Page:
Long-Acting Birth Control Regaining Popularity, CDC Says

Megan Brooks

February 24, 2015

The last decade has seen a marked increase in use of long-acting reversible contraceptives (LARCs) among US women aged 15 to 44 years, according to a new data brief from the Centers for Disease Control and Prevention's (CDC) National Center for Health Statistics (NCHS).

LARCs include intrauterine devices (IUDs) and subdermal hormonal implants. IUDs were popular in the 1970s before concerns over safety led to a decline in use. However, with redesigned IUDs and approval of a 5-year contraceptive implant in 1990, LARCs are "gaining in popularity," note Amy M. Branum, MSPH, PhD, and Jo Jones, PhD, from the Reproductive Statistics Branch at the NCHS.

The researchers analyzed trends in LARC use among women 15 to 44 years old, using data from the National Survey of Family Growth.

They report that use of LARCs declined between 1982 and 1988 from 4.0% to 1.4%, held steady through 2002, and then increased nearly 5-fold in the last decade, going from 1.5% in 2002 to 7.2% in 2011 to 2013.

The percentage of women using LARCs remains highest among women 25 to 34 years old, with more than twice as many women in this age group using LARCs in 2011 to 2013 (11.1%) as women 15 to 24 years old (5.0%) and those 35 to 44 years old (5.3%).

LARC use is also now popular among women who have already had a child. Among parous women, LARC use increased more than twofold between 2002 (2.4%) and 2006 to 2010 (6.3%), and then rose nearly 70% from 2006-2010 to 2011-2013 (10.6%), the researchers say.

Patterns of LARC use varied by race and Hispanic origin during the last 30 years. LARC use decreased similarly among Hispanic, non-Hispanic white, and non-Hispanic black women between 1982 and 1988 and then held steady from 1988 through 1995, at which point LARC use patterns diverged. Between 2002 and 2006-2010, LARC use increased threefold among non-Hispanic white women and 4-fold among non-Hispanic black women, declining 10% among Hispanic women.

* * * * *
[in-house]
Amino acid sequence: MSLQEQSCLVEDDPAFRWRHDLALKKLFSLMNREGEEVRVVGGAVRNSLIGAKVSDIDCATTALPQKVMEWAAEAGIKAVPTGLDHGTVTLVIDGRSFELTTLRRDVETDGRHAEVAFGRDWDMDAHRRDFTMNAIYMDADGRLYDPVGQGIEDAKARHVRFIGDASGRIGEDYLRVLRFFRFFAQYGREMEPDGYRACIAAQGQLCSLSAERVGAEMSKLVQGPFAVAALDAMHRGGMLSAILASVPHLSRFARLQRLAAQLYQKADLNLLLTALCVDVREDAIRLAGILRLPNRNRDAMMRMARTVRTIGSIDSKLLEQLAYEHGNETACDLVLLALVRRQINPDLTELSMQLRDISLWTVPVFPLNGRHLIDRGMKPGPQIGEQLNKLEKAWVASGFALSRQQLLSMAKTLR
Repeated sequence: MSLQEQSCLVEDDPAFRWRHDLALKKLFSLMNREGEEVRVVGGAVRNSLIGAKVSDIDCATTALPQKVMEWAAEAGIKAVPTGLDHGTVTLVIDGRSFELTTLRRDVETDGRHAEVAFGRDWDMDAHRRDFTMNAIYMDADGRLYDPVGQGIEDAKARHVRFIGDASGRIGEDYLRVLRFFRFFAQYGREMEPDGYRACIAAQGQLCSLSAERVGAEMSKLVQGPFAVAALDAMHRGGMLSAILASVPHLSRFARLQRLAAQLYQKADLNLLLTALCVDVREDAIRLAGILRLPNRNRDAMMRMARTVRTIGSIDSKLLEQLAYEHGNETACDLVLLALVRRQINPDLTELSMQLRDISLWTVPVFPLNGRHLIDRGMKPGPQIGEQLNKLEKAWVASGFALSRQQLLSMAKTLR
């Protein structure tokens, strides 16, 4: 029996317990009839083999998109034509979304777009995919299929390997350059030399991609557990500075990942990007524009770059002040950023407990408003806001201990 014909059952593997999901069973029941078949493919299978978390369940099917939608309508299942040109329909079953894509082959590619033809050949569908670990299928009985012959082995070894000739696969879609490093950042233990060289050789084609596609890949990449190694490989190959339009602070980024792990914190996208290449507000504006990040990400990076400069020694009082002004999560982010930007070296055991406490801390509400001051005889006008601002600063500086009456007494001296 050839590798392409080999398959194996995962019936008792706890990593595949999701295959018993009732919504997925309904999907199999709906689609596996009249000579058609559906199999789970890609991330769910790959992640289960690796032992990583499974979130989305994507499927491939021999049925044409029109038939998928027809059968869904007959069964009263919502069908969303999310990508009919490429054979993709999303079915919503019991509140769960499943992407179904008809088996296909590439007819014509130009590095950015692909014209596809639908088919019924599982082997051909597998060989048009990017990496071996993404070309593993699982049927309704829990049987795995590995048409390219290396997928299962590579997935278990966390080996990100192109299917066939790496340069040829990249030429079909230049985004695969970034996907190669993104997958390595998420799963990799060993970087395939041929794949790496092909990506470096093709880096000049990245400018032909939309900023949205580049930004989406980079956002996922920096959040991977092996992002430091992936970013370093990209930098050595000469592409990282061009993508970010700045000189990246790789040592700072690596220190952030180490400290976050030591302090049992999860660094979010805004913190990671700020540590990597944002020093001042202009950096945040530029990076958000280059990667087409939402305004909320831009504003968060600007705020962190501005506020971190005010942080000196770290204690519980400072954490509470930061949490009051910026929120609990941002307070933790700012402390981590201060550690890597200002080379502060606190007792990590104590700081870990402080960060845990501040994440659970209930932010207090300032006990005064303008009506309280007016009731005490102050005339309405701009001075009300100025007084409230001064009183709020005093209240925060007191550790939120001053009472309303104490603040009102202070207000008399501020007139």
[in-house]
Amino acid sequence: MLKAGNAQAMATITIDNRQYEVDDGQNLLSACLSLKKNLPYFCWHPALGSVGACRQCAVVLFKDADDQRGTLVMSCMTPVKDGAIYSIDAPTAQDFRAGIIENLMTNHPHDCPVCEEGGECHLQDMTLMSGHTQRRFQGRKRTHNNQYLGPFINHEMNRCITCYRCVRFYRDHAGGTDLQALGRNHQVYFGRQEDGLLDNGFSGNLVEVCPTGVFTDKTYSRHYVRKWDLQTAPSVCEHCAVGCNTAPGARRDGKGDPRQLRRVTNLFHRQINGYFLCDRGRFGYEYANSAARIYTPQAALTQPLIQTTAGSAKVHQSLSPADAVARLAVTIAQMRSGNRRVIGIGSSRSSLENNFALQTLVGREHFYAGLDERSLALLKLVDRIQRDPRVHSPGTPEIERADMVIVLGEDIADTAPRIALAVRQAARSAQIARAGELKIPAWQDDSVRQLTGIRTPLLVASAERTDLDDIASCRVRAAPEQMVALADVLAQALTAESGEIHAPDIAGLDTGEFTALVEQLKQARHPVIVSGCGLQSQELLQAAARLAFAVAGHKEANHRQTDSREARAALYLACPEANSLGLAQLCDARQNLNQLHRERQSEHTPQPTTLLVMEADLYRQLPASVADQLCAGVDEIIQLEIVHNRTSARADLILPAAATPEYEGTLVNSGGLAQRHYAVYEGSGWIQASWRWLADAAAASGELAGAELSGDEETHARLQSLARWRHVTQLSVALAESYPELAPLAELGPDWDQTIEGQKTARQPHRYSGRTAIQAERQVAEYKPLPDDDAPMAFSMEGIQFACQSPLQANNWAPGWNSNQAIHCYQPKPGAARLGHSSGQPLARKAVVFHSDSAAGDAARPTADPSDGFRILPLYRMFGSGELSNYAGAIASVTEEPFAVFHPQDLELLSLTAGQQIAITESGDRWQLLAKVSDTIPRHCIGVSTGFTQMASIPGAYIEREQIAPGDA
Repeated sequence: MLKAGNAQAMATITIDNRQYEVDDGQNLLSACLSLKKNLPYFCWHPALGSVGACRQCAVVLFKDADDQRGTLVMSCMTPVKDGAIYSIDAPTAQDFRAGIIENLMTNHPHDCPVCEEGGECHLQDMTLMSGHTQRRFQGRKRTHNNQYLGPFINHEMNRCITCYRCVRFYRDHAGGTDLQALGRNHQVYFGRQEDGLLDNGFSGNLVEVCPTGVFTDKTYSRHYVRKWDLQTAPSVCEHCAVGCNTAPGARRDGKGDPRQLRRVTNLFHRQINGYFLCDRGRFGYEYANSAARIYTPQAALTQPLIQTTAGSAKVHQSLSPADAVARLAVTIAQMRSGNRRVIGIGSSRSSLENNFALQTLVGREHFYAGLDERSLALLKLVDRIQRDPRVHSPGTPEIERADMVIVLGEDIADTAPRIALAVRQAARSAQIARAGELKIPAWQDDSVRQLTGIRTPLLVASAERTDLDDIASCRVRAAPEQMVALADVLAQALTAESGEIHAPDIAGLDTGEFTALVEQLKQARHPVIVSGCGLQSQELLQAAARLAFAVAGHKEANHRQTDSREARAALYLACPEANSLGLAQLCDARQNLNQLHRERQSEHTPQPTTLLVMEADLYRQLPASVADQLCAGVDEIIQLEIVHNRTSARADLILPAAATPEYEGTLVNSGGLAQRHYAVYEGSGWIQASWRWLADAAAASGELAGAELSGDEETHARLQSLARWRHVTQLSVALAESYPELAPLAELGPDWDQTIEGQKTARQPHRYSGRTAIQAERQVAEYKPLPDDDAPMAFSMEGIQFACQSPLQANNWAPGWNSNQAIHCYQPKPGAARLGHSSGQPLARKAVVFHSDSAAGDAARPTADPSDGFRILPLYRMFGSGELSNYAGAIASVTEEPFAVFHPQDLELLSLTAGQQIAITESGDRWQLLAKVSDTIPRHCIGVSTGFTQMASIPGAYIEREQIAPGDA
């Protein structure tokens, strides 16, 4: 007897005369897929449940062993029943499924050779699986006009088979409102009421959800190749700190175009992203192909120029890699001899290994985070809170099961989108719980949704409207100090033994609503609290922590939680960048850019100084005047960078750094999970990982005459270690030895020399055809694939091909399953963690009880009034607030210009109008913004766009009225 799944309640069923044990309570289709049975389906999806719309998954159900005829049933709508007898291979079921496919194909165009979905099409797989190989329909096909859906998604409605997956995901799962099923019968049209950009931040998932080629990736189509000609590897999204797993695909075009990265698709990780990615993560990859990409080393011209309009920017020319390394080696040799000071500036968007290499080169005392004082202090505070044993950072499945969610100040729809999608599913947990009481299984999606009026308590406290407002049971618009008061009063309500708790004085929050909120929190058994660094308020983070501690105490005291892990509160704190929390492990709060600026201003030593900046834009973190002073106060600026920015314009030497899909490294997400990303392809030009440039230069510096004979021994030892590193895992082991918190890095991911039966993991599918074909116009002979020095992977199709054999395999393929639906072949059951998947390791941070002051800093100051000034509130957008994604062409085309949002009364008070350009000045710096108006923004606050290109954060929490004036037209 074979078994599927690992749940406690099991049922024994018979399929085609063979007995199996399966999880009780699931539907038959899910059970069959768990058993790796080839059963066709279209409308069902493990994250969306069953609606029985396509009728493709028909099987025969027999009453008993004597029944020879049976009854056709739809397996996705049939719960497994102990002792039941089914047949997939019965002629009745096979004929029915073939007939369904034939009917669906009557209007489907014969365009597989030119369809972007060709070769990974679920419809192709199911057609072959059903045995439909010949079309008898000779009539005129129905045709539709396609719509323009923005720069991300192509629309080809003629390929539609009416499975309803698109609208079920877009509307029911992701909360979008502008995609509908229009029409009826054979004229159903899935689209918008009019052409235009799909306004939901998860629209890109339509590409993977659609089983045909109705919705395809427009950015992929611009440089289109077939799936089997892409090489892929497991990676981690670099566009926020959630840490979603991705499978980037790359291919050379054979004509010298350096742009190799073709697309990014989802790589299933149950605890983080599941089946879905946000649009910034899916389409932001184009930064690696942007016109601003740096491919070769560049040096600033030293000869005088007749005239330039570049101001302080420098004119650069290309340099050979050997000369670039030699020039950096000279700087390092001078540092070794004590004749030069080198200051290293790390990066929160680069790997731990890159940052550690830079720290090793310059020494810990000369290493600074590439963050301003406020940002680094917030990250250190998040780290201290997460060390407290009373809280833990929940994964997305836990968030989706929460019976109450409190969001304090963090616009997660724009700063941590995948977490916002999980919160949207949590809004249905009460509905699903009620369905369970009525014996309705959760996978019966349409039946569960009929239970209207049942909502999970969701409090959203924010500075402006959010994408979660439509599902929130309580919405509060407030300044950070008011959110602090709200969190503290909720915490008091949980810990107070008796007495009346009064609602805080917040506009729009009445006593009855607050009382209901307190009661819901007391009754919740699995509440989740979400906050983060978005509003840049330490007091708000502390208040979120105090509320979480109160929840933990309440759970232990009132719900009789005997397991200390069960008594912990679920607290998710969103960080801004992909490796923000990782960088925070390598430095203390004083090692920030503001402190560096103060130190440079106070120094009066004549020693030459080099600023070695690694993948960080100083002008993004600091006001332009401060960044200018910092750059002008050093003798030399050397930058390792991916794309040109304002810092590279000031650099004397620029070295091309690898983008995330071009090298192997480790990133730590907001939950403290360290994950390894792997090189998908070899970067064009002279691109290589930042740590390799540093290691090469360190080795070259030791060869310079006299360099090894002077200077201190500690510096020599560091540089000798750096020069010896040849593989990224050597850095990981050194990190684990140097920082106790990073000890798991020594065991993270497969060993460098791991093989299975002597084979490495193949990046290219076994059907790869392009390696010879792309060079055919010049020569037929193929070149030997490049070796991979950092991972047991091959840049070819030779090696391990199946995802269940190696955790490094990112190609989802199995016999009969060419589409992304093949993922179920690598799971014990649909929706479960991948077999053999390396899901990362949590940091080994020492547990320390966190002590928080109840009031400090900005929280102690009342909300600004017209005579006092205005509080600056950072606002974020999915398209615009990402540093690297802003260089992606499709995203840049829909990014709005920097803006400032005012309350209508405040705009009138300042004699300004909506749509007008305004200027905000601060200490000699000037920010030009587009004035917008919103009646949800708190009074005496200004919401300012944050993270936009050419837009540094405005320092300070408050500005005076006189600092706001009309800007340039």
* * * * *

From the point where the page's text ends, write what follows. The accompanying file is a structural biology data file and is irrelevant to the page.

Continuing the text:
LARC use increased at a similarly high rate among Hispanic (129%) and non-Hispanic white (128%) women from 2006-2010 to 2011-2013 compared with a 30% increase among non-Hispanic black women during this period.

Compared with other contraceptive methods including oral contraceptives and the transdermal patch, LARC has shown "greater efficacy" in preventing unintended pregnancy among all women, Dr Branum and Dr Jones note in their brief.

"In addition, recent research has demonstrated that women opt for long-acting methods as their contraceptive method of choice when informed about these options; however, other research has demonstrated that barriers to LARC administration and use still remain," they point out.

"Trends in Long-acting Reversible Contraception Use Among U.S. Women Aged 15-44." NCHS Data Brief No. 188. Published online February 24, 2015. Full text


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